Influence of dietary sodium on waterborne copper ...

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Title Influence of dietary sodium on waterborne copper toxicity in rainbow trout, Oncorhynchus mykiss
Author(s) Collins N. kamunde, G. G. Pyle, D. G. McDonald, C. M. Wood
Journal Environmental Toxicology and Chemistry / SETAC
Date 2003
Volume 22
Issue 2
Start page 342
End page 350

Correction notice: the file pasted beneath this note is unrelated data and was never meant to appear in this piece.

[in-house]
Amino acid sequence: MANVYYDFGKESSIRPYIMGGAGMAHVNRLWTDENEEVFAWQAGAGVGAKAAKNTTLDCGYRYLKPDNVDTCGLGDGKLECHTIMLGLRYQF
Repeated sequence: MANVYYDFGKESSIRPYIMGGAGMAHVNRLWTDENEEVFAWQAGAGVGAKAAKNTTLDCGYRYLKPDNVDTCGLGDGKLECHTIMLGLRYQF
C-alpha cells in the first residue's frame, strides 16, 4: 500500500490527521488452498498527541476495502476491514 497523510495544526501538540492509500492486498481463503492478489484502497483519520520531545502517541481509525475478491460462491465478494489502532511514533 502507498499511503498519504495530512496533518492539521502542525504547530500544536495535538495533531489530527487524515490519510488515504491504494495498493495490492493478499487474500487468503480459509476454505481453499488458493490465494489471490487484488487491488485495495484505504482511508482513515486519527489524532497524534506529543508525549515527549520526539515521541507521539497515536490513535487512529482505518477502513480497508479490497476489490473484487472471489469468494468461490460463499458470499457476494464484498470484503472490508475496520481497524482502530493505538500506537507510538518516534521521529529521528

Abstract Juvenile rainbow trout were fed diets containing control (0.26 mmol/g) or elevated (1.3 mmol/g) dietary Na+ in combination with either background (19 nmol/L) or moderately elevated levels (55 or 118 nmol/L) of waterborne Cu for 21 d. Unidirectional waterborne Na+ uptake rates (measured with 22Na) were up to four orders of magnitude higher than those of Cu (measured with 64Cu). Chronic exposure to elevated dietary Na+ alone or in combination with elevated waterborne Cu decreased whole-body uptake rates of waterborne Na+ and Cu. Accumulation of new Cu and Na+ at the gills was positively and highly significantly correlated and responded to the experimental treatments in a similar fashion, suggesting that Na+ and Cu have common branchial uptake pathways and that dietary Na+ preexposure modifies these pathways. Chronic exposure to elevated waterborne Cu significantly increased Cu concentrations in the liver but caused only modest increases in total Cu concentrations in the whole body and gill. Chronic exposure to elevated dietary Na+ slightly decreased whole-body Cu concentration on day 14 and greatly reduced liver Cu concentration on days 14 and 21; new Cu accumulation in whole-body, gill, and internal organs was reduced on all days. Chronic exposure to elevated waterborne Cu or dietary Na+ alone reduced short-term gill Cu binding at low waterborne Cu concentrations. At high waterborne Cu concentrations, chronic exposure to elevated waterborne Cu had no effect, while elevated dietary Na+ increased Cu binding to the gills. Combined chronic exposure to elevated dietary Na+ and waterborne Cu decreased gill Cu binding over the entire range of Cu concentrations tested. Clearly, chronic exposure to elevated dietary Na+ and waterborne Cu appears to modify gill Cu-binding characteristics and may be important considerations in future development of a chronic biotic ligand model for Cu.

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